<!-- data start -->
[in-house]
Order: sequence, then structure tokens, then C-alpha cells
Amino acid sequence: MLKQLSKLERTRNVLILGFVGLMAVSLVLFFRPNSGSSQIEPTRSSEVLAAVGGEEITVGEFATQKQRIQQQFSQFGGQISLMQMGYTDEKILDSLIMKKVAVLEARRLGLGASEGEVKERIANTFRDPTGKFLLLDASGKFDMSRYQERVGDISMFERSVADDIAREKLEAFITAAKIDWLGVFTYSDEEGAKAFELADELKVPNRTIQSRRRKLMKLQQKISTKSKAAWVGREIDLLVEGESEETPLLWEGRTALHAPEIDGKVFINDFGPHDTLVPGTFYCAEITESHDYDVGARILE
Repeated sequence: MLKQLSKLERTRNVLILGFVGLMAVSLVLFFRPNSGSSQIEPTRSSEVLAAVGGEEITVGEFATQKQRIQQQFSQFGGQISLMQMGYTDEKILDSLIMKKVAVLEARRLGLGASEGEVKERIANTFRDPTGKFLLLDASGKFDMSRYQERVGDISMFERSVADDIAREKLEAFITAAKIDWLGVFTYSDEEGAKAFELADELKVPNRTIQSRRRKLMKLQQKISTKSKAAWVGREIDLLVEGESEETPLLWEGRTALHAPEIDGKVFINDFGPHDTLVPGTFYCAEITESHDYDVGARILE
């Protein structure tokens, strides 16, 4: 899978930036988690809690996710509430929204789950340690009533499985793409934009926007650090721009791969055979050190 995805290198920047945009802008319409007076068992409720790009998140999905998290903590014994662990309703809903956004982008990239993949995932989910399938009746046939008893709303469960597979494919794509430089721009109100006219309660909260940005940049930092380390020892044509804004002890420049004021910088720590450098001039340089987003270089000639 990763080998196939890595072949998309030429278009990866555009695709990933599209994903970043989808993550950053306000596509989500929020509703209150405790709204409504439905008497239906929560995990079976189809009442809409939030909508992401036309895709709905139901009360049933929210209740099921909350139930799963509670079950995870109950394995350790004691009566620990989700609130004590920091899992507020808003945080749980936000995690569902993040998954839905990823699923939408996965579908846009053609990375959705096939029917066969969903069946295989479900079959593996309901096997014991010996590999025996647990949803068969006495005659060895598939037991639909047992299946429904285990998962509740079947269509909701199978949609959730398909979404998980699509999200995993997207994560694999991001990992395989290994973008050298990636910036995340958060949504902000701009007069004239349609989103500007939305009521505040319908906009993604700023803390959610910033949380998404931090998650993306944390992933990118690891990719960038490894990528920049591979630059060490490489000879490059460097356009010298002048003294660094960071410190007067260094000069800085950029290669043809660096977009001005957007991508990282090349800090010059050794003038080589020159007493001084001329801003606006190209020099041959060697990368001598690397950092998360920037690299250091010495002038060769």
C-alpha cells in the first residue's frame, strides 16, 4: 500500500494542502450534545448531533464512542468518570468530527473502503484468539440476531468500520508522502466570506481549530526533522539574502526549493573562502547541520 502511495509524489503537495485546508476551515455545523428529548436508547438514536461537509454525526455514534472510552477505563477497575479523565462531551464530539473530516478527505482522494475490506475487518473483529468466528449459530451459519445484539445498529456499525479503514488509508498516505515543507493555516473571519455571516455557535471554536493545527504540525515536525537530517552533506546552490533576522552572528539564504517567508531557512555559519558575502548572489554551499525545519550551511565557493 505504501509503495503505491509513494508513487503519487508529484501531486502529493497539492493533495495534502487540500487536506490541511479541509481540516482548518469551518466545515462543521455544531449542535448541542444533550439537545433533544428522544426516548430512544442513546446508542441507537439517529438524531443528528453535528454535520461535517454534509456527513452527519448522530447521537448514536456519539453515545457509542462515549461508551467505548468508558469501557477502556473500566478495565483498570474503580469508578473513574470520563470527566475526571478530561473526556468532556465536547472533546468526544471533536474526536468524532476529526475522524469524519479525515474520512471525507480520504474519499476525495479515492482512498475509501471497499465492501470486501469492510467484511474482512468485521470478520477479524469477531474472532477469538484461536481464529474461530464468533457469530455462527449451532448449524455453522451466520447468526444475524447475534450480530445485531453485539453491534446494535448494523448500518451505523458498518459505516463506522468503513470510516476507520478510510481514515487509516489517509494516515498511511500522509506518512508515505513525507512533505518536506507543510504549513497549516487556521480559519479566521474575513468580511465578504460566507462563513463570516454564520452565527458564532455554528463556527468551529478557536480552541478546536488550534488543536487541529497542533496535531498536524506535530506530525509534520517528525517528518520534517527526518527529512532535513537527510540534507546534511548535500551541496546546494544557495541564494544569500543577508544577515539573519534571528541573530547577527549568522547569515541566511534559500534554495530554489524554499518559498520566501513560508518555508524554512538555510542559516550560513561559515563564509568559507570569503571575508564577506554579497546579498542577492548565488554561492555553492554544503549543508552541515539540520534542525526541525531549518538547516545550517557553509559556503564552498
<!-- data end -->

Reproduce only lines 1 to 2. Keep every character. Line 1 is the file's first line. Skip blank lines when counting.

[in-house]
Order: sequence, then structure tokens, then C-alpha cells